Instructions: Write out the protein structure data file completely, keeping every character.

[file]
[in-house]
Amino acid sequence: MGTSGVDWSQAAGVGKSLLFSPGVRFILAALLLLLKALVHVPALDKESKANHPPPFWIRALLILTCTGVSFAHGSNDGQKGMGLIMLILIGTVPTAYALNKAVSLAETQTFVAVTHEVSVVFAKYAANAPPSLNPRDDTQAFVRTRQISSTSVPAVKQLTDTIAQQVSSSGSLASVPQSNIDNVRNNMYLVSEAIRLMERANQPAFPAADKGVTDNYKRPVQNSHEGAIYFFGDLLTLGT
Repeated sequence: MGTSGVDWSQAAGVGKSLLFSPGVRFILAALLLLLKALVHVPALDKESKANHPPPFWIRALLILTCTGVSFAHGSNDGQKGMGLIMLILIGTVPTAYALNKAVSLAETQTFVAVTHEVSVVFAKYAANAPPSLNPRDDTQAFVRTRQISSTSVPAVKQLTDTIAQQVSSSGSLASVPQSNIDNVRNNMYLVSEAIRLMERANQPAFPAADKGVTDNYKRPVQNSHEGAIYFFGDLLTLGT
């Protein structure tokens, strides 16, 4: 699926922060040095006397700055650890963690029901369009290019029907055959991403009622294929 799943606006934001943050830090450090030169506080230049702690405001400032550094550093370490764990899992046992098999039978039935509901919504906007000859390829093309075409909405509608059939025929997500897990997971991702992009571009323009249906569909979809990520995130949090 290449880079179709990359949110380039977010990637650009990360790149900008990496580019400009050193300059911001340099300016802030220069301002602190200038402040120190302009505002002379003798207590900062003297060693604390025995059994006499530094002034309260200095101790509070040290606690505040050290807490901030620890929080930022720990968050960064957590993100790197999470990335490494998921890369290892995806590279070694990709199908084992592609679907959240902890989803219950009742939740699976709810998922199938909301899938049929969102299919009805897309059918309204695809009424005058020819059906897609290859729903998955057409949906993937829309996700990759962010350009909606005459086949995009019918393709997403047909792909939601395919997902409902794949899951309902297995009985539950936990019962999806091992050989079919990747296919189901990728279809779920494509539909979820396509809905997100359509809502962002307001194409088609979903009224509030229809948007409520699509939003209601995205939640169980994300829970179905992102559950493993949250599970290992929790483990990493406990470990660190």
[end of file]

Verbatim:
[in-house]
Amino acid sequence: MGTSGVDWSQAAGVGKSLLFSPGVRFILAALLLLLKALVHVPALDKESKANHPPPFWIRALLILTCTGVSFAHGSNDGQKGMGLIMLILIGTVPTAYALNKAVSLAETQTFVAVTHEVSVVFAKYAANAPPSLNPRDDTQAFVRTRQISSTSVPAVKQLTDTIAQQVSSSGSLASVPQSNIDNVRNNMYLVSEAIRLMERANQPAFPAADKGVTDNYKRPVQNSHEGAIYFFGDLLTLGT
Repeated sequence: MGTSGVDWSQAAGVGKSLLFSPGVRFILAALLLLLKALVHVPALDKESKANHPPPFWIRALLILTCTGVSFAHGSNDGQKGMGLIMLILIGTVPTAYALNKAVSLAETQTFVAVTHEVSVVFAKYAANAPPSLNPRDDTQAFVRTRQISSTSVPAVKQLTDTIAQQVSSSGSLASVPQSNIDNVRNNMYLVSEAIRLMERANQPAFPAADKGVTDNYKRPVQNSHEGAIYFFGDLLTLGT
């Protein structure tokens, strides 16, 4: 699926922060040095006397700055650890963690029901369009290019029907055959991403009622294929 799943606006934001943050830090450090030169506080230049702690405001400032550094550093370490764990899992046992098999039978039935509901919504906007000859390829093309075409909405509608059939025929997500897990997971991702992009571009323009249906569909979809990520995130949090 290449880079179709990359949110380039977010990637650009990360790149900008990496580019400009050193300059911001340099300016802030220069301002602190200038402040120190302009505002002379003798207590900062003297060693604390025995059994006499530094002034309260200095101790509070040290606690505040050290807490901030620890929080930022720990968050960064957590993100790197999470990335490494998921890369290892995806590279070694990709199908084992592609679907959240902890989803219950009742939740699976709810998922199938909301899938049929969102299919009805897309059918309204695809009424005058020819059906897609290859729903998955057409949906993937829309996700990759962010350009909606005459086949995009019918393709997403047909792909939601395919997902409902794949899951309902297995009985539950936990019962999806091992050989079919990747296919189901990728279809779920494509539909979820396509809905997100359509809502962002307001194409088609979903009224509030229809948007409520699509939003209601995205939640169980994300829970179905992102559950493993949250599970290992929790483990990493406990470990660190």